“Life is 10 percent what you make it, and 90 percent how you take it.” Irving Berlin
“My attitude is that if you push me towards something that you think is a weakness, then I will turn that perceived weakness into a strength.” Michael Jordan
Pharmacological treatment of Parkinson’s [Please note that these views and opinions expressed here are my own. Content presented here is not meant as medical advice. Definitely consult with your physician before taking any type of drug.]: The management of Parkinson’s is broadly divided up into motor and non-motor therapy. A brief description of the therapy for motor dysfunction will be presented here. Please see the drawing below for an overview. Within the framework of treating someone with Parkinson’s you must consider managing their symptoms with the hope that some compound might possess either neuroprotective or neurorestorative actions. To date, we do not have a cure for Parkinson’s but the study described below suggests an existing compound may be neuroprotective when used for a long time.
“Things turn out best for the people who make the best of the way things turn out.” John Wooden
Levodopa, together with carbidopa, is the ‘gold standard’ of treatment of motor signs and symptoms. Carbidopa is a peripheral decarboxylase inhibitor (PDI), which provides for an increased uptake of levodopa in the central nervous system. As shown above, levodopa (denoted as L-DOPA) is converted to dopamine by the dopaminergic neurons. Levodopa is still the most effective drug for managing Parkinson’s motor signs and symptoms. Over time, levodopa use is associated with issues of “wearing-off” (motor fluctuation) and dyskinesia. For further information about levodopa and dopamine, please see this previously posted topic (click here).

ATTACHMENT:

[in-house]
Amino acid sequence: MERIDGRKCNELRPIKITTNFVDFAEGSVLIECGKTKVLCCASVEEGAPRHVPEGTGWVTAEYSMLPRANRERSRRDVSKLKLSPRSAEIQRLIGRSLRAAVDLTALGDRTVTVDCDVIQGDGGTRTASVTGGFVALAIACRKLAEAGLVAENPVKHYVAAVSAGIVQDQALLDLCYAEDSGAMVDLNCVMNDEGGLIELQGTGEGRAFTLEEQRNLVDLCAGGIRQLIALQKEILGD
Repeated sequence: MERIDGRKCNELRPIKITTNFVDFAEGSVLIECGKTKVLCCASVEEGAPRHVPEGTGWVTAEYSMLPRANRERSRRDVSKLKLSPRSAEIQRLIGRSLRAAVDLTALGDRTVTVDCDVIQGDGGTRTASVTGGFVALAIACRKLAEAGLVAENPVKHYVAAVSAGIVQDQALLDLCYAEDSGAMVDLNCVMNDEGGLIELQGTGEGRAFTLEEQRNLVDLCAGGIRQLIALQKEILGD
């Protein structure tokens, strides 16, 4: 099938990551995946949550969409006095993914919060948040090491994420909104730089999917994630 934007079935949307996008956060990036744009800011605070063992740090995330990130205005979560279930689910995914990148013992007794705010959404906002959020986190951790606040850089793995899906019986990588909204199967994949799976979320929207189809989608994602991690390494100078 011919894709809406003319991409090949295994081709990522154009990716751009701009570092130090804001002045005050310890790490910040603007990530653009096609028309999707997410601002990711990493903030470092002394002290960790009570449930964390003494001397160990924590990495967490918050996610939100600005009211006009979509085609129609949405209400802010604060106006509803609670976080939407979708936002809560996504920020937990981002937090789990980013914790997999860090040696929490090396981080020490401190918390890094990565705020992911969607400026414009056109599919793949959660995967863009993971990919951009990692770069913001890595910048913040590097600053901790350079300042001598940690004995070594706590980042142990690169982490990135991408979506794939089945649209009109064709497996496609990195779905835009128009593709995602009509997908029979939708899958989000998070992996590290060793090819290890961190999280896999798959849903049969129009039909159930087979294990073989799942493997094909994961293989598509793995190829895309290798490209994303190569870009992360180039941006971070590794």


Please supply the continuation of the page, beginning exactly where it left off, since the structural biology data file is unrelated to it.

Catechol-O-methyl transferase (COMT) inhibitors prolong the half-life of levodopa by blocking its metabolism. COMT inhibitors are used primarily to help with the problem of the ‘wearing-off’ phenomenon associated with levodopa.
Dopamine agonists are ‘mimics’ of dopamine that pass through the blood brain barrier to interact with target dopamine receptors. Dopamine agonists provide symptomatic benefit and delay the development of dyskinesia compared to levodopa. Dopamine agonists are not without their own side-effects, which can occur in some patients, and include sudden-onset sleep, hallucinations, edema, and impulse behavior disorders. For more information about dopamine agonists, please see this previously posted (click here).
Finally, monoamine oxidase (MAO)-B is an enzyme that destroys dopamine; thus, MAO-B inhibitors help prevent the destruction of dopamine in the brain. MAO-B inhibitors have some ability to reduce the symptoms of Parkinson’s. The most common severe side effects of MAO-B inhibitors include constipation, nausea, lightheadedness, confusion, and hallucinations. There may also be contraindications between MAO-B inhibitors with other prescription medications, vitamins, and certain foods/drinks (e.g., aged cheese and wine). Definitely talk to your doctor and pharmacist about potential drug interactions if you are considering an MAO-B inhibitor in your therapeutic regimen.